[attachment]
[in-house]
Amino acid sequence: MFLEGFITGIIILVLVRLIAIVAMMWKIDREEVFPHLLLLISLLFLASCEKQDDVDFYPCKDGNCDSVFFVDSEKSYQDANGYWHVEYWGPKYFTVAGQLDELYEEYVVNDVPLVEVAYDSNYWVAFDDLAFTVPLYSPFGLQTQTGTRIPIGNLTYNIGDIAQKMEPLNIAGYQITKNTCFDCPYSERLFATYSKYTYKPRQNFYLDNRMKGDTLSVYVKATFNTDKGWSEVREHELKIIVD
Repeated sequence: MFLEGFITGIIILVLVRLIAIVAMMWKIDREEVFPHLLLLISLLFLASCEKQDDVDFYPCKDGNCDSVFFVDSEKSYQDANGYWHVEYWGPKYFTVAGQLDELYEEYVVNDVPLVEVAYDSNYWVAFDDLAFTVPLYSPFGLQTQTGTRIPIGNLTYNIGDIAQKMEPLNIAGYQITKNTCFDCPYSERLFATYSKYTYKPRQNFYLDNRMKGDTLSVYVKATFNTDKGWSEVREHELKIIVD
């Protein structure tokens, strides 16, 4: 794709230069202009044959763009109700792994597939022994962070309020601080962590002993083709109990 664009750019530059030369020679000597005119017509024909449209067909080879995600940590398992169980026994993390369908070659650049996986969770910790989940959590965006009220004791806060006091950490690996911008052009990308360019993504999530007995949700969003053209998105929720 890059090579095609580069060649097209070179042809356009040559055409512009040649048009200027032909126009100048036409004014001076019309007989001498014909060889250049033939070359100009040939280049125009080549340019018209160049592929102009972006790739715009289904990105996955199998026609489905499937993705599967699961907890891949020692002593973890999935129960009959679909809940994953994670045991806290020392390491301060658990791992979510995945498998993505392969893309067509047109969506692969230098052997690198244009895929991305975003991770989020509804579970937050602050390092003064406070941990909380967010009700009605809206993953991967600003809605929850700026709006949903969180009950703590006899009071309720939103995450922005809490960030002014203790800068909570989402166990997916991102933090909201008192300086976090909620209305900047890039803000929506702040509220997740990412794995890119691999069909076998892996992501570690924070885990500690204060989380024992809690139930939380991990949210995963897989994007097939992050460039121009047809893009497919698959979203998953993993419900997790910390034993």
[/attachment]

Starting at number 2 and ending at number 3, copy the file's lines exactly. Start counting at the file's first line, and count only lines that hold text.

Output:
Amino acid sequence: MFLEGFITGIIILVLVRLIAIVAMMWKIDREEVFPHLLLLISLLFLASCEKQDDVDFYPCKDGNCDSVFFVDSEKSYQDANGYWHVEYWGPKYFTVAGQLDELYEEYVVNDVPLVEVAYDSNYWVAFDDLAFTVPLYSPFGLQTQTGTRIPIGNLTYNIGDIAQKMEPLNIAGYQITKNTCFDCPYSERLFATYSKYTYKPRQNFYLDNRMKGDTLSVYVKATFNTDKGWSEVREHELKIIVD
Repeated sequence: MFLEGFITGIIILVLVRLIAIVAMMWKIDREEVFPHLLLLISLLFLASCEKQDDVDFYPCKDGNCDSVFFVDSEKSYQDANGYWHVEYWGPKYFTVAGQLDELYEEYVVNDVPLVEVAYDSNYWVAFDDLAFTVPLYSPFGLQTQTGTRIPIGNLTYNIGDIAQKMEPLNIAGYQITKNTCFDCPYSERLFATYSKYTYKPRQNFYLDNRMKGDTLSVYVKATFNTDKGWSEVREHELKIIVD